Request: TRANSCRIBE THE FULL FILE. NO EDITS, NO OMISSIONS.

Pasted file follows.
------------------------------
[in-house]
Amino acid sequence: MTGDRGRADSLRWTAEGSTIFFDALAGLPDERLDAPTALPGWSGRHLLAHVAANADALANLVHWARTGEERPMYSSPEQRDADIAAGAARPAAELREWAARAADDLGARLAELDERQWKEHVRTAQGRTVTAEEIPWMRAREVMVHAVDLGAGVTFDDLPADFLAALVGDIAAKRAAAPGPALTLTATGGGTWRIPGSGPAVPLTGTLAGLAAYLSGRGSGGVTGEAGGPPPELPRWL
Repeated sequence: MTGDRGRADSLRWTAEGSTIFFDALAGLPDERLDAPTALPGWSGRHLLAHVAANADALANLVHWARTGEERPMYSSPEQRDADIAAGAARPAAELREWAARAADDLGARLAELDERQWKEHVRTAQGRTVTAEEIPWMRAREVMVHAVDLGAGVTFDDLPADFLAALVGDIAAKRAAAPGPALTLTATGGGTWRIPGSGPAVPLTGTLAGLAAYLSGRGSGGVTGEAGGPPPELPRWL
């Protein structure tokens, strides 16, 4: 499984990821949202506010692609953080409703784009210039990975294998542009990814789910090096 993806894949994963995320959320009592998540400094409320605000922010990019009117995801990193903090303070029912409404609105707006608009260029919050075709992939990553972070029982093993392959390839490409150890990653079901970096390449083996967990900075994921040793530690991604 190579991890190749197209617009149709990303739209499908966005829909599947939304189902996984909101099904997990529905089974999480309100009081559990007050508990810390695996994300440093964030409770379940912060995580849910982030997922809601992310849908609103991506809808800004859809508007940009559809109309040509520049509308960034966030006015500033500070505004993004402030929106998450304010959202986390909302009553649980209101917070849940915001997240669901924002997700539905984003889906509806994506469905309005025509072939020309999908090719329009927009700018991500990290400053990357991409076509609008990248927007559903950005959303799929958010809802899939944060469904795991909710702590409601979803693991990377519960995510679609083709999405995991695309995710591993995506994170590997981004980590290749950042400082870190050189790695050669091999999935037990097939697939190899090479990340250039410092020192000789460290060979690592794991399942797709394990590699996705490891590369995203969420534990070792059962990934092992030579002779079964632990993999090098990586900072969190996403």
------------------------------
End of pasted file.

[in-house]
Amino acid sequence: MTGDRGRADSLRWTAEGSTIFFDALAGLPDERLDAPTALPGWSGRHLLAHVAANADALANLVHWARTGEERPMYSSPEQRDADIAAGAARPAAELREWAARAADDLGARLAELDERQWKEHVRTAQGRTVTAEEIPWMRAREVMVHAVDLGAGVTFDDLPADFLAALVGDIAAKRAAAPGPALTLTATGGGTWRIPGSGPAVPLTGTLAGLAAYLSGRGSGGVTGEAGGPPPELPRWL
Repeated sequence: MTGDRGRADSLRWTAEGSTIFFDALAGLPDERLDAPTALPGWSGRHLLAHVAANADALANLVHWARTGEERPMYSSPEQRDADIAAGAARPAAELREWAARAADDLGARLAELDERQWKEHVRTAQGRTVTAEEIPWMRAREVMVHAVDLGAGVTFDDLPADFLAALVGDIAAKRAAAPGPALTLTATGGGTWRIPGSGPAVPLTGTLAGLAAYLSGRGSGGVTGEAGGPPPELPRWL
């Protein structure tokens, strides 16, 4: 499984990821949202506010692609953080409703784009210039990975294998542009990814789910090096 993806894949994963995320959320009592998540400094409320605000922010990019009117995801990193903090303070029912409404609105707006608009260029919050075709992939990553972070029982093993392959390839490409150890990653079901970096390449083996967990900075994921040793530690991604 190579991890190749197209617009149709990303739209499908966005829909599947939304189902996984909101099904997990529905089974999480309100009081559990007050508990810390695996994300440093964030409770379940912060995580849910982030997922809601992310849908609103991506809808800004859809508007940009559809109309040509520049509308960034966030006015500033500070505004993004402030929106998450304010959202986390909302009553649980209101917070849940915001997240669901924002997700539905984003889906509806994506469905309005025509072939020309999908090719329009927009700018991500990290400053990357991409076509609008990248927007559903950005959303799929958010809802899939944060469904795991909710702590409601979803693991990377519960995510679609083709999405995991695309995710591993995506994170590997981004980590290749950042400082870190050189790695050669091999999935037990097939697939190899090479990340250039410092020192000789460290060979690592794991399942797709394990590699996705490891590369995203969420534990070792059962990934092992030579002779079964632990993999090098990586900072969190996403």